This week California has signed into law a new piece of legislation limiting the circumstances in which individuals can be classified as independent contractors.
The law (CA AB5) contains some elements which will be familiar to UK HR professionals. It states that individuals delivering services personally cannot be self-employed if they are working under the end-user’s control or if they are not running their own business.
What is novel is that it also states that these individuals cannot be self-employed if the task they are performing forms part of the core business of the end-user.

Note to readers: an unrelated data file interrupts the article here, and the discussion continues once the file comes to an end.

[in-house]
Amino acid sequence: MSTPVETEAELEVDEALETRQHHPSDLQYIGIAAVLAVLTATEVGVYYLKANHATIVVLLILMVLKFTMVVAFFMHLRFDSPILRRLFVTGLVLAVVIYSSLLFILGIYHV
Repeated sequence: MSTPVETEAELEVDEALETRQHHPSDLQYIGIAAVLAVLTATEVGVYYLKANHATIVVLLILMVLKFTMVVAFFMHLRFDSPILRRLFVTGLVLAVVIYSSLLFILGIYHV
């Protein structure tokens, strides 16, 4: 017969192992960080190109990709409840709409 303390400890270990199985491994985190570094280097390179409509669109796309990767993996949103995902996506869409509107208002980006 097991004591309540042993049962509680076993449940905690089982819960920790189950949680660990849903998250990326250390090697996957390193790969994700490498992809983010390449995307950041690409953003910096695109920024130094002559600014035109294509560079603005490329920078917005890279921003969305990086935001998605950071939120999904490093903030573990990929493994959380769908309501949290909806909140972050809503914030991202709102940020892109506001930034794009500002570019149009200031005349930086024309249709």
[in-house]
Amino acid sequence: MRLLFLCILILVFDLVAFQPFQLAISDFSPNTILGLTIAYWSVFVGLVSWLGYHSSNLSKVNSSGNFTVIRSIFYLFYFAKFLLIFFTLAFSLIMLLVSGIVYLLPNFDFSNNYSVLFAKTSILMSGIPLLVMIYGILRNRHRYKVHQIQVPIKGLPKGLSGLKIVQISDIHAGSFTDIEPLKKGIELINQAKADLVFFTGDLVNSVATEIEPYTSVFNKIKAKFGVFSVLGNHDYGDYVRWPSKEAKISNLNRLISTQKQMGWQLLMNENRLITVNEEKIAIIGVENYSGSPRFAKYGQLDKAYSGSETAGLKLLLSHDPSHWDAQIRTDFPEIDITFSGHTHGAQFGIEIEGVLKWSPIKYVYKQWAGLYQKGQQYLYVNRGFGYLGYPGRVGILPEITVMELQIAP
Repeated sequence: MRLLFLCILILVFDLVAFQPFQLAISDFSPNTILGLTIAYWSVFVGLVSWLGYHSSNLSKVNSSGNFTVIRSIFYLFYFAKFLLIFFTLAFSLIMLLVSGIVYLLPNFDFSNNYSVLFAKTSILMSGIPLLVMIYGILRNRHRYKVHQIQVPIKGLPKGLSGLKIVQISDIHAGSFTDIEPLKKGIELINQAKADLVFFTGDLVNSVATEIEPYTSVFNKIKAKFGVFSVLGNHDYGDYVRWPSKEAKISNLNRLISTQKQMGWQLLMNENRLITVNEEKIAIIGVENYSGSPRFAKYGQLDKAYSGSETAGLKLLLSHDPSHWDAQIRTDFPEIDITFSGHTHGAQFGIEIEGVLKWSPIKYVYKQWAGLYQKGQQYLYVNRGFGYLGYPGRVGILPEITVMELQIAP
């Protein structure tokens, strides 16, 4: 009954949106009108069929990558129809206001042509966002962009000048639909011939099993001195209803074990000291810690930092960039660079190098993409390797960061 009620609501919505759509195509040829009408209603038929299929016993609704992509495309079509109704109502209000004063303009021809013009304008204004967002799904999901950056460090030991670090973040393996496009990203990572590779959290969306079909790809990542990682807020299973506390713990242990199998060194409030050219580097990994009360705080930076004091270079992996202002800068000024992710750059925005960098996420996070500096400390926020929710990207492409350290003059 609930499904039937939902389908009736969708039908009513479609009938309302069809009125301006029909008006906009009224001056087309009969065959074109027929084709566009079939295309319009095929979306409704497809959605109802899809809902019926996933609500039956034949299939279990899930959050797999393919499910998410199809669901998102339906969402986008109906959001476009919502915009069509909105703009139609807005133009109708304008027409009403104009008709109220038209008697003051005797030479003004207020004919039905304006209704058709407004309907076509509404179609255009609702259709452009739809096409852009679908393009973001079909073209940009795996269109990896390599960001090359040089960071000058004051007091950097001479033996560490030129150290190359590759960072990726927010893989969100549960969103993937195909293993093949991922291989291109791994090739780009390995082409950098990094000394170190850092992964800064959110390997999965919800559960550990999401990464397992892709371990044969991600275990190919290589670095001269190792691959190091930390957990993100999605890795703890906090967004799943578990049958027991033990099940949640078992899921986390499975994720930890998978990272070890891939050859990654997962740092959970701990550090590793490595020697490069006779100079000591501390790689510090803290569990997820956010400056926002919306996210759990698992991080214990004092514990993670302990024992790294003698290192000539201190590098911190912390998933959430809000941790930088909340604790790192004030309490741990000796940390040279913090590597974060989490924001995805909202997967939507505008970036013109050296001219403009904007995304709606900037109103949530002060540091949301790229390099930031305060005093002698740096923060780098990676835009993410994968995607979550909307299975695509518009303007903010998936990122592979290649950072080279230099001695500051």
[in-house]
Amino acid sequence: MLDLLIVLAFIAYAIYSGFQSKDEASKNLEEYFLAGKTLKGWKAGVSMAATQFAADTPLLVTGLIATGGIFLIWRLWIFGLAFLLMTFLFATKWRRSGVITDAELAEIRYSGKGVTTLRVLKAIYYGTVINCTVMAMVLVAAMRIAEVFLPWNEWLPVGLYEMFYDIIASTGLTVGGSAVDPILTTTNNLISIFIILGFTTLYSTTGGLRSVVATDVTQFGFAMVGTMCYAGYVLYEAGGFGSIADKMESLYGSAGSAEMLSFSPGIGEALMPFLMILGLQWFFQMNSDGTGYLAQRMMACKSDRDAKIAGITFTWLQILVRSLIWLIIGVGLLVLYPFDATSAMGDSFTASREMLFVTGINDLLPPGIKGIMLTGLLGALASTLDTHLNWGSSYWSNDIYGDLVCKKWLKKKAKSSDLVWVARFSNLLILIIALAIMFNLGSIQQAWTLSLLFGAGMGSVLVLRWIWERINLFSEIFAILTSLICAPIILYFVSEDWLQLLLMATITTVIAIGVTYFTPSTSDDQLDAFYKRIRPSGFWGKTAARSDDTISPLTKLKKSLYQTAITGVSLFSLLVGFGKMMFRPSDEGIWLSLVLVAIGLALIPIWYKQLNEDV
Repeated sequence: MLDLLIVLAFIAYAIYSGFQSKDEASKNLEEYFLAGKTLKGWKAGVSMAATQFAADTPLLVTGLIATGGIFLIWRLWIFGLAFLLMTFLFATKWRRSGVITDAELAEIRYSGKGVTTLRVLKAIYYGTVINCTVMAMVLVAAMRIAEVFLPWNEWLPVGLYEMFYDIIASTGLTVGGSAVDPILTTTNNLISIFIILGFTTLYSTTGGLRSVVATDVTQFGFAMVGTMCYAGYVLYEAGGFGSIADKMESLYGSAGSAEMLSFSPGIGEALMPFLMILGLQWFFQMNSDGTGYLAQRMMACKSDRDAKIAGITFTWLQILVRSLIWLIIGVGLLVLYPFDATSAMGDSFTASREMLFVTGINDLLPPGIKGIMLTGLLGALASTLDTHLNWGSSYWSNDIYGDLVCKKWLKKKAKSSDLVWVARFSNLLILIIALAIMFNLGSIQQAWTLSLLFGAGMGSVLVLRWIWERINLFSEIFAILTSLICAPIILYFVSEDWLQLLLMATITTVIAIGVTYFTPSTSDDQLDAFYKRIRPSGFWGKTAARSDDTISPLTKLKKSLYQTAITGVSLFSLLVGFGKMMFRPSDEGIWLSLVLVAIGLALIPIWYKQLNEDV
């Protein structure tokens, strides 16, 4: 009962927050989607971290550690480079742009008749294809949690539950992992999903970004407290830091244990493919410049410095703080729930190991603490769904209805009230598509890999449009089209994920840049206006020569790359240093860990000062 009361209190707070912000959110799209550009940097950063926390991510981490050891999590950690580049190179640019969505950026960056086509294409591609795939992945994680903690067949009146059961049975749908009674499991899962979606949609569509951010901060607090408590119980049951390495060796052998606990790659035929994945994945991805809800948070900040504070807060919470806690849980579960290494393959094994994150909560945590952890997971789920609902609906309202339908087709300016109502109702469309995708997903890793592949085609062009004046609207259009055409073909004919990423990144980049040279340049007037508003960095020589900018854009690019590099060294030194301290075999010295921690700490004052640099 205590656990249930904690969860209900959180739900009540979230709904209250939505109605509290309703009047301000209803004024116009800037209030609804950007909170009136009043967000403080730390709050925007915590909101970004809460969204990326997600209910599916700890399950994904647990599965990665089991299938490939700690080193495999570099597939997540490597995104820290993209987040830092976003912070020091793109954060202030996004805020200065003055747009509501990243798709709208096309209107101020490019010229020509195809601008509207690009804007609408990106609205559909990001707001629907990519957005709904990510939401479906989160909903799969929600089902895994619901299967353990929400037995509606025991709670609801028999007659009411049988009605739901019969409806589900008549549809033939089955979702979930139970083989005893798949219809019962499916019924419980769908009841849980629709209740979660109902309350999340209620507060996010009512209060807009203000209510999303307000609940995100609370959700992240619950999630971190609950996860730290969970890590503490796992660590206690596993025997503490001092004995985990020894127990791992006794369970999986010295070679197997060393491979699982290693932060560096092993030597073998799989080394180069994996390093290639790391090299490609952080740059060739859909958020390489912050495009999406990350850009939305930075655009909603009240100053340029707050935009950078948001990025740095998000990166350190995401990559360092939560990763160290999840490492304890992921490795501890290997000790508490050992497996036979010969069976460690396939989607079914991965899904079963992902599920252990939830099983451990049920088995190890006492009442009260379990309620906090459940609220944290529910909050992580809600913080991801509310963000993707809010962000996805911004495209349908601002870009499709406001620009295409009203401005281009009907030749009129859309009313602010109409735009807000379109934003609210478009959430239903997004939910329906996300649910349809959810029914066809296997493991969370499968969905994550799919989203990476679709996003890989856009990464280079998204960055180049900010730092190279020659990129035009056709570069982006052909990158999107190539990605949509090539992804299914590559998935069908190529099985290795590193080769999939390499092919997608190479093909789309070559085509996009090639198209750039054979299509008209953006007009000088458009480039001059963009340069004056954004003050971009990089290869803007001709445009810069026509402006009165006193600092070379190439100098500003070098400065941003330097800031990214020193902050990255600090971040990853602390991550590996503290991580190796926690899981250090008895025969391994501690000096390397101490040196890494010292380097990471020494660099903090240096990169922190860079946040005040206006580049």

This law has been mainly reported and debated in relation to lift share services such as Uber. Of course, Uber say that it is not a taxi company but a platform (an argument that has not yet been successful in the courts in this country).
However, it has much wider implications, probably most acutely in the tech sector. A software development company would not realistically be able to argue that an individual software developer it had engaged on a self-employed basis was not delivering its core business.
While this is not part of the legal test for employee status in the UK, where California innovates the rest of the developed world tends to follow.